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Surprise Surge in Pound Sterling Needs to be Hedged Against say Soc Gen, Eyeing Potential for Second E.U. Referendum

  • Interbank quotes:
  • Pound-to-Euro exchange rate today: 1 GBP = 1.1239 EUR
  • Pound-to-Dollar exchange rate today: 1 GBP = 1.3764 USD

Nigel Farage

Above: Nigel Farage fires up the debate on the prospect of a second EU referendum. Image © Gage Skidmore

The British Pound could surge on an unexpected shift in Bank of England tone and an increased liklihood of a second referendum on EU membership being announced.

The strategy team at Europe's sixth largest bank - Société Générale - are recommending that clients consider protecting against unforeseen strength in Pound Sterling in 2018.

The call comes at a time most analysts do see Sterling continuing to pick itself up after the infamous slump of 2016 but are still unwilling to advocate a year of blow-out strength for the UK currency which remains beset by uncertainties relating to Brexit.

Nevertheless, surprises are the mainstay of the global foreign exchange market and should such a pro-GBP surprise materialise there is a good chance corporates and individuals with sizeable Pound-related purchases could lose out, particularly exporters who tend to benefit from a weaker Pound.

Hedging against such an outcome - by betting on the Pound - could mitigate some risks posed by a stronger Pound.

“Our base case sees GBP/USD meandering in a 1.30-1.40 range in 2018, with EUR/GBP following EUR/USD higher through 0.95. Considerable bad news is already priced in, and Sterling is already ‘cheap’ on most valuation metrics,” notes Olivier Korber, a strategist at Société Générale's Paris office.

However, analysts see the prospect of the Pound surging if a second Brexit referendum were announced later this year, or the Bank of England was to begin flirting with the idea of raising interest rates sooner rather than later.

The prospect of a second referendum has suddenly grabbed the attention of the political commentariat after Nigel Farage - ex-UKIP leader and perhaps the most influential politician of his generation (if you consider his role in Brexit) - suggested a second referendum on EU membership was in fact a good idea.

The idea has since been further advanced by comments from Donald Tusk, President of the European Council, who says on January 16 that were the British to change their mind they would be welcomed.

The Bank of England moving towards further interest rates is however the most likely pro-Sterling surprise 2018 will offer we believe as an environment of persistently high inflation is all that is needed to drive such an outcome. Indeed, the UK economy remains robust, pay packets are increasing and global fuel prices are rising, therefore the Bank could well act on rates again in 2018.

Such developments, would see the Pound recover much of its post-referendum loss against the Dollar.

“The 1.40 level is the Brexit vote threshold in cable, strongly suggesting fast gains if it were to break higher,” notes Korber.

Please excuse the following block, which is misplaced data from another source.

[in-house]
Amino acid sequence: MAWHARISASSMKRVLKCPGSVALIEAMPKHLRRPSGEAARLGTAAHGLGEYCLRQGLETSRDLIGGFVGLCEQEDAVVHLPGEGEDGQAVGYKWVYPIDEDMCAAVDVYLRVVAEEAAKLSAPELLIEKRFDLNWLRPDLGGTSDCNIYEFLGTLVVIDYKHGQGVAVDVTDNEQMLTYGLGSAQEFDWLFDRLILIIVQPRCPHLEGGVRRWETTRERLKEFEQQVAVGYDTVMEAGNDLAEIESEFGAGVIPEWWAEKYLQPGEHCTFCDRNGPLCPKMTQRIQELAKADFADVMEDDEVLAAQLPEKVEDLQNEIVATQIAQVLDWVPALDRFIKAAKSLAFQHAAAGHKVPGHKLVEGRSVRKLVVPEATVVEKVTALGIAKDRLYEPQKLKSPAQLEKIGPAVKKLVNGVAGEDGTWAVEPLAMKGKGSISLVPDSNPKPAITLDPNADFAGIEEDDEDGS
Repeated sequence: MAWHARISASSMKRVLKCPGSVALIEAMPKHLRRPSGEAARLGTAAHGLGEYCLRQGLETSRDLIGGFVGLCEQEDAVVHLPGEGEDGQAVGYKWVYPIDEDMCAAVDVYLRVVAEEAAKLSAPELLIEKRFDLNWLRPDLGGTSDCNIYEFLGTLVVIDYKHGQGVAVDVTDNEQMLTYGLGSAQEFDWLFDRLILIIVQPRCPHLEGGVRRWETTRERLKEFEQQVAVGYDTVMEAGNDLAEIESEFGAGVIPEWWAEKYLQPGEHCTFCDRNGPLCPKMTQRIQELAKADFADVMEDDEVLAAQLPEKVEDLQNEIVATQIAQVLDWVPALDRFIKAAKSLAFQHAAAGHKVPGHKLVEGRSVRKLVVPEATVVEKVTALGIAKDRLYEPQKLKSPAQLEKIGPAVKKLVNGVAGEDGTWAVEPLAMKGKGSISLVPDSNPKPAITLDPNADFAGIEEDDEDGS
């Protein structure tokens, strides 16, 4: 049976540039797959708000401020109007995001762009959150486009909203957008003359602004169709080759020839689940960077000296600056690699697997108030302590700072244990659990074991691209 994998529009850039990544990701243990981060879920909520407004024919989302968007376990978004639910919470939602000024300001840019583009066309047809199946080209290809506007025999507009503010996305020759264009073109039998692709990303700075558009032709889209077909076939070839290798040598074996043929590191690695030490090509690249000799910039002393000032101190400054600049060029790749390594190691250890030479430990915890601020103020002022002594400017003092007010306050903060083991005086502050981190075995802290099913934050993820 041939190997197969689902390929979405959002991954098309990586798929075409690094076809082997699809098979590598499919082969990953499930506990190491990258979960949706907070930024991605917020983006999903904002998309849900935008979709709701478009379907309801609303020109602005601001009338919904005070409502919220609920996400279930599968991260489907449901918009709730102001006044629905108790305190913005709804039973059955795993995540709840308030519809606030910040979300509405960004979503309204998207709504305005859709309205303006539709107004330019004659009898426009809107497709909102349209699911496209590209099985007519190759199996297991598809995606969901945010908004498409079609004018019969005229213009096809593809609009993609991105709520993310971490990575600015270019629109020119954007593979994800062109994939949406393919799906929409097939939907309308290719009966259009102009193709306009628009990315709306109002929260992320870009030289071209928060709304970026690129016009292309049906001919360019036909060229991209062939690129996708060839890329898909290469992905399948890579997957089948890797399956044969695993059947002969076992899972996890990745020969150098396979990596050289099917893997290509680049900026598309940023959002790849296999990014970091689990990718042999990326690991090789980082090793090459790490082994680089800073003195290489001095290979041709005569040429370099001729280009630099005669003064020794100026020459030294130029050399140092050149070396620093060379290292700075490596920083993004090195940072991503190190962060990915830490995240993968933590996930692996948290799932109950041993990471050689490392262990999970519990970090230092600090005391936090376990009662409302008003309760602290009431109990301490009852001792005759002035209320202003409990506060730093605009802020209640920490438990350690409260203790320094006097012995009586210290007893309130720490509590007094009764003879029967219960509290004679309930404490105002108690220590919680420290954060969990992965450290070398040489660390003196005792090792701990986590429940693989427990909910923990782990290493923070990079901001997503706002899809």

And be in do doubt; a stronger GBP/USD will feed into other Sterling-based pairs. We would therefore expect the Pound-to-Euro exchange rate to enjoy a notable bout of strength.

“A GBP/USD fall to the 1.20 low would require, above all else, a stronger Dollar rather than a weaker Sterling alone. We think the chances of a fall that far are about 5%, whereas we see the probability of GBP/USD appreciating through 1.40 at around 15%,” says Korber.

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Meanwhile, data suggests those with foreign currency exposure are not expecting Pound Sterling to be as volatile in 2018 as it was in 2016 and 2017 as they reduce their hedging activities on Sterling.

Volatility will probably only become a threat for Sterling in the latter part of 2018 meaning businesses and individuals with currency exposure are likely to enjoy a benign first half to the year.

Three month implied volatilities in GBP/USD and GBP/EUR Options are close to current market prices for the underlying exchange rate, which suggests that traders are content to hold Sterling for the foreseeable future without protection against wild price swings.

Buying protection against Sterling volatility has been popular since 2016 when the potential threat to the Pound posed by the E.U. membership referendum was first identified. The vote to leave sparked a notable decline in value in Sterling which has since recovered. Yet, for the duration of 2017 volatility in the Pound was still notable as markets expressed nerves over the prospect of the U.K. and E.U. reaching a deal.

Options are financial contracts that enable companies and individuals to protect themselves against swings in prices of almost any underlying instrument, readers can learn more about how they work here.

In short, those with currency exposure are not expecting the Pound to embark on a wild ride in the foreseeable future, and this largely rests with the view that the upcoming negotiations on Brexit are unlikely to deliver fireworks until the relevant deadlines come into view.

“Brexit is likely to increasingly become an issue again over the coming days. But in the end the scramble about the start of the second phase of the Brexit negotiations confirmed that the talks will only see a breakthrough when a deadline is approaching and ultimatums are presented,” says Esther Reichelt, an analyst at Commerzbank.

“The next deadline that is currently under discussion is only in October when it is hoped that the parties will have come to an agreement regarding a trade agreement. As little is likely to move on the Brexit front for now, and a further Bank of England rate hike is unlikely to be an issue over the coming months due to the rather weak economic outlook, GBP exchange rates are largely determined by external factors,” adds Reichelt.

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